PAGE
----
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Decade of Experimenting With Intermediate Sanctions: What Have We Learned?

NCJ Number
170030
Author(s)
J Petersilia
Date Published
1998
Annotation
This video lecture traces the history of the development of intermediate sanctioning programs (ISP), reviews the results of ISP evaluations, and examines whether or not ISP evaluation findings have influenced criminal justice policy.
Abstract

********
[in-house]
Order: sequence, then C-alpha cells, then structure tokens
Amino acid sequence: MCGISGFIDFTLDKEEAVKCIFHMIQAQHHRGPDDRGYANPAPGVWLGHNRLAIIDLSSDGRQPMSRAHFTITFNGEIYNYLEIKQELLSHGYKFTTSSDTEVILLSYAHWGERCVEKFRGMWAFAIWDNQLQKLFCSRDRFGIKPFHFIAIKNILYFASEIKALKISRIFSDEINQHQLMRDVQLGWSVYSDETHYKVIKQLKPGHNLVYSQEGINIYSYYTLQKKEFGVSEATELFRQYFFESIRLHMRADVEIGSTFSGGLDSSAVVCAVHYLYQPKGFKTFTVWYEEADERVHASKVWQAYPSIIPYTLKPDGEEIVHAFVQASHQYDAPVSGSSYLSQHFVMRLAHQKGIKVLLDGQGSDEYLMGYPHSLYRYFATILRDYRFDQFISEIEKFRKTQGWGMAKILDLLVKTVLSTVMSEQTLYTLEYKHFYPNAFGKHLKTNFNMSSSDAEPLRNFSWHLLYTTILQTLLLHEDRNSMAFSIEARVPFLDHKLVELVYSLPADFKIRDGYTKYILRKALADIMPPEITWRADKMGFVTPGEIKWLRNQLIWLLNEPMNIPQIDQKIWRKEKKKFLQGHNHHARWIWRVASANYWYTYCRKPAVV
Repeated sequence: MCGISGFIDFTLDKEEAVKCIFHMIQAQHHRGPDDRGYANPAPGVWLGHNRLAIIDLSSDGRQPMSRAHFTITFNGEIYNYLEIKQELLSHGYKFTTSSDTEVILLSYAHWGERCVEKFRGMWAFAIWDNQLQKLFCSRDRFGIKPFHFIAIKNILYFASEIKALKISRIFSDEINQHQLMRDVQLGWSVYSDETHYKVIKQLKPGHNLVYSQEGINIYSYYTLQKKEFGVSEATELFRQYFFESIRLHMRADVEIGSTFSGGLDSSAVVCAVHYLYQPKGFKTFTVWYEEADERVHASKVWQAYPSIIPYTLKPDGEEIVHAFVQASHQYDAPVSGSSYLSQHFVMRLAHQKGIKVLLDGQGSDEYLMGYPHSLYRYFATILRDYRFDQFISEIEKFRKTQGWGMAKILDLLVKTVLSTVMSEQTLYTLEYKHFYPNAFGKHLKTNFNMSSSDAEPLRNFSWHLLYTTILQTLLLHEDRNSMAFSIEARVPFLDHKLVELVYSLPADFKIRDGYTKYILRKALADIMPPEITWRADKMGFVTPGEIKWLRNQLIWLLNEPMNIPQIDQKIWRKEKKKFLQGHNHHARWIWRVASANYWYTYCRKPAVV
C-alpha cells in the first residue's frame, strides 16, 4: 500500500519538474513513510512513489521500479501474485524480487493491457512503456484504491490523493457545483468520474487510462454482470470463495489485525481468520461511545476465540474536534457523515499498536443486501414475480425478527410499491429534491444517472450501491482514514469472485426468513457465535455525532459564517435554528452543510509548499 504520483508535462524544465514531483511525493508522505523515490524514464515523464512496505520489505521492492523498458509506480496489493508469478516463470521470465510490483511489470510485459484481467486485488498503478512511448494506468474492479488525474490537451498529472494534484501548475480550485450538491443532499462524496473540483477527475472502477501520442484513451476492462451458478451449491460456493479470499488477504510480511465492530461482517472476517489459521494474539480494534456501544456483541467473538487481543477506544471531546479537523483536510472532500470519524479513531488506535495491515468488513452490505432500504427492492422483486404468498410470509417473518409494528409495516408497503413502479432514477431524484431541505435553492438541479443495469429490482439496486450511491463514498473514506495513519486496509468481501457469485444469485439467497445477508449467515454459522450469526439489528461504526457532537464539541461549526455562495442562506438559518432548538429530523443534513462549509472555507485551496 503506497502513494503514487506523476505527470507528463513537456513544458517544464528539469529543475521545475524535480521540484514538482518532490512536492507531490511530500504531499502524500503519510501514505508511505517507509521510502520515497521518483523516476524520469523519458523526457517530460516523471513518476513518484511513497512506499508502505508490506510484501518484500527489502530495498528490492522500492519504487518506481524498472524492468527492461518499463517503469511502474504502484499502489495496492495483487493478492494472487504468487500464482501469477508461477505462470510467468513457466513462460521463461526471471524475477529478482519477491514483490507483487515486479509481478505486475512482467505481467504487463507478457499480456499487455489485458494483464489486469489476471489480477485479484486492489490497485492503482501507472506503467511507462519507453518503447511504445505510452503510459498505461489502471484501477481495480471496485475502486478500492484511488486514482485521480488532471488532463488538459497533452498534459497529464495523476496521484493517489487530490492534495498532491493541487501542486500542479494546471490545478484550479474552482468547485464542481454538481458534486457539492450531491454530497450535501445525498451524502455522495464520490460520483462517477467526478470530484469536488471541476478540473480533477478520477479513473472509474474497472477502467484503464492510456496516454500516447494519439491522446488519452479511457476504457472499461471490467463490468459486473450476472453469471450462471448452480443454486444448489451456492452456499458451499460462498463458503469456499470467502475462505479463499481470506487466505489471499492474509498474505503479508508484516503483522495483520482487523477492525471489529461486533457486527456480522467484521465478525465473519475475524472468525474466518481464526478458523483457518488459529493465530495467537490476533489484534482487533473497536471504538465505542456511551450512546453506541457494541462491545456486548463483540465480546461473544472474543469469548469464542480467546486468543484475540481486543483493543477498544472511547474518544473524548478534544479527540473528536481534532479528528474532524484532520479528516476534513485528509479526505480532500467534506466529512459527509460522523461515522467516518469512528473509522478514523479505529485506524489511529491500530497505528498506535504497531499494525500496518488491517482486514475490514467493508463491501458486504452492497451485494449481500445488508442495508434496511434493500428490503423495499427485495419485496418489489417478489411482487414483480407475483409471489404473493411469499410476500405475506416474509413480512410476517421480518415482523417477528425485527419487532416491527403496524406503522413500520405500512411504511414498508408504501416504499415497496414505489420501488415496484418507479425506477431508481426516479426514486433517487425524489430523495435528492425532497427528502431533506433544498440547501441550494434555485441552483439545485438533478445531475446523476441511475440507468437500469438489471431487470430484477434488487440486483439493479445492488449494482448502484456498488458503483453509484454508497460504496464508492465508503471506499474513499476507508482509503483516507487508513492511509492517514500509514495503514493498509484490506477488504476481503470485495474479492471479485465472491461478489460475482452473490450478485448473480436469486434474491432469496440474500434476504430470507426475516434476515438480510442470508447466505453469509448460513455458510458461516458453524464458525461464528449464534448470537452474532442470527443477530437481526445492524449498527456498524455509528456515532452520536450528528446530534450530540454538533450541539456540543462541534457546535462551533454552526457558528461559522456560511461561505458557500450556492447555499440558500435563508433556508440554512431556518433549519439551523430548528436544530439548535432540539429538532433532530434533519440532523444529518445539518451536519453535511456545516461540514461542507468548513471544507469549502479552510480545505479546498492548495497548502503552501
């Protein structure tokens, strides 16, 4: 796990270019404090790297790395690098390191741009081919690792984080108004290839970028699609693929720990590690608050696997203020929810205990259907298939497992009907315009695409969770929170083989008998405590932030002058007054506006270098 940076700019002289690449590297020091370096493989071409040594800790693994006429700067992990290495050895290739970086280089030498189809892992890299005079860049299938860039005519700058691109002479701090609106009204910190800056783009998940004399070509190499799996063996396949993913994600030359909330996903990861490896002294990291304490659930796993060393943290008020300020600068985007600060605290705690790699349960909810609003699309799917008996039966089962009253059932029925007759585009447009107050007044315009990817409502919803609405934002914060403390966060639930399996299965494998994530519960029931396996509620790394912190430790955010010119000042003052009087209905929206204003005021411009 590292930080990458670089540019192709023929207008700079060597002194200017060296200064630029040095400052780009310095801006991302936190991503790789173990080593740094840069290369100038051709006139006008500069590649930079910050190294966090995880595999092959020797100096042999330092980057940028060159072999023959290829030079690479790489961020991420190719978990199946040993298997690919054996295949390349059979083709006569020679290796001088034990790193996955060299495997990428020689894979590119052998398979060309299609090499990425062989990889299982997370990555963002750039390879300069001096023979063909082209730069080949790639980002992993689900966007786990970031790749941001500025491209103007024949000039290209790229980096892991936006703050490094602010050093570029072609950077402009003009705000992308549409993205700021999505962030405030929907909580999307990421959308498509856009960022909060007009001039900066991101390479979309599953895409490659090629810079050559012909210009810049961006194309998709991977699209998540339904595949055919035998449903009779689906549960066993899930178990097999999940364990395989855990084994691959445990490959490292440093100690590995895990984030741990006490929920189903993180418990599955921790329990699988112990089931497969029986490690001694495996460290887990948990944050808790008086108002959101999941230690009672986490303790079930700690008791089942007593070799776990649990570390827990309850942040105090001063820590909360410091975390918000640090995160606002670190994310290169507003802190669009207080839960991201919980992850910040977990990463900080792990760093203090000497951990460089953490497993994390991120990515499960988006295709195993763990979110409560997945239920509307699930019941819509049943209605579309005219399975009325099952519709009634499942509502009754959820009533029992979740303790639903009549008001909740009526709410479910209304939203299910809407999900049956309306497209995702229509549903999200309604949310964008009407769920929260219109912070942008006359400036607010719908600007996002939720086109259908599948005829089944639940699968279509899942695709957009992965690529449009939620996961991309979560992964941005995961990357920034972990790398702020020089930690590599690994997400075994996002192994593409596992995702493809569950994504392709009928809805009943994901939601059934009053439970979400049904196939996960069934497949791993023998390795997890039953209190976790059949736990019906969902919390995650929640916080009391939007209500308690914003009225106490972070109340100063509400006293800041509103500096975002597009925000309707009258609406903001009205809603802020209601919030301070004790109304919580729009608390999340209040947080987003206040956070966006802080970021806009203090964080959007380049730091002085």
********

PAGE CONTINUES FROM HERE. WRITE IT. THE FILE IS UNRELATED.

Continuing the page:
The interest in ISP stemmed largely from prison overcrowding and court actions that required State corrections systems to remedy debilitating prison conditions that derived largely from prison overcrowding. This led States to pursue less costly alternatives to incarceration, including intensive probation, home detention, electronic surveillance, and community-based residential programs. ISP evaluation findings showed, however, that intermediate sanctions were not being used with offenders who formerly had been incarcerated, but rather with high-risk offenders who had traditionally been given probation. Further, relatively few offenders were sentenced to intermediate sanctions, and relatively little money was spent on such sanctions. Evaluation findings did show that when sufficient resources were committed to both intensive surveillance and treatment, a program was cost-effective. This suggests that when intermediate sanctions adopt this format and are appropriately funded, there can be a 10- to 20-percent reduction in recidivism. There is some indication that these research findings are influencing criminal justice policy, as there is an increasing emphasis on community-based corrections that includes community involvement in the supervision and treatment of offenders. Audience questions following the lecture are included on the video.